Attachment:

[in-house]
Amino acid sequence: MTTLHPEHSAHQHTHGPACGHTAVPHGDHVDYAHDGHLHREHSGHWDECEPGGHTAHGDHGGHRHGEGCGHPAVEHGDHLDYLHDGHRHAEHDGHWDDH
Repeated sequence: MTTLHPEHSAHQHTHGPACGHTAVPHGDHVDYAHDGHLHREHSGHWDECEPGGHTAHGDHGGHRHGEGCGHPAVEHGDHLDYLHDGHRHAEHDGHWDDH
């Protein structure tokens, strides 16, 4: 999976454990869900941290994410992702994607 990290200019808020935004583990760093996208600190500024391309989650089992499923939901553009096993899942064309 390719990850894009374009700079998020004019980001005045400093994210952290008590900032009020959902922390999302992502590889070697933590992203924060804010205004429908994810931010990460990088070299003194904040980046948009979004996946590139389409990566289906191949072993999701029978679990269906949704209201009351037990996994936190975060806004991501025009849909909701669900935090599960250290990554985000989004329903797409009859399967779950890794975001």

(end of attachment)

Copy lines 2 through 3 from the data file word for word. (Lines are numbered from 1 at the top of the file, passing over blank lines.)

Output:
Amino acid sequence: MTTLHPEHSAHQHTHGPACGHTAVPHGDHVDYAHDGHLHREHSGHWDECEPGGHTAHGDHGGHRHGEGCGHPAVEHGDHLDYLHDGHRHAEHDGHWDDH
Repeated sequence: MTTLHPEHSAHQHTHGPACGHTAVPHGDHVDYAHDGHLHREHSGHWDECEPGGHTAHGDHGGHRHGEGCGHPAVEHGDHLDYLHDGHRHAEHDGHWDDH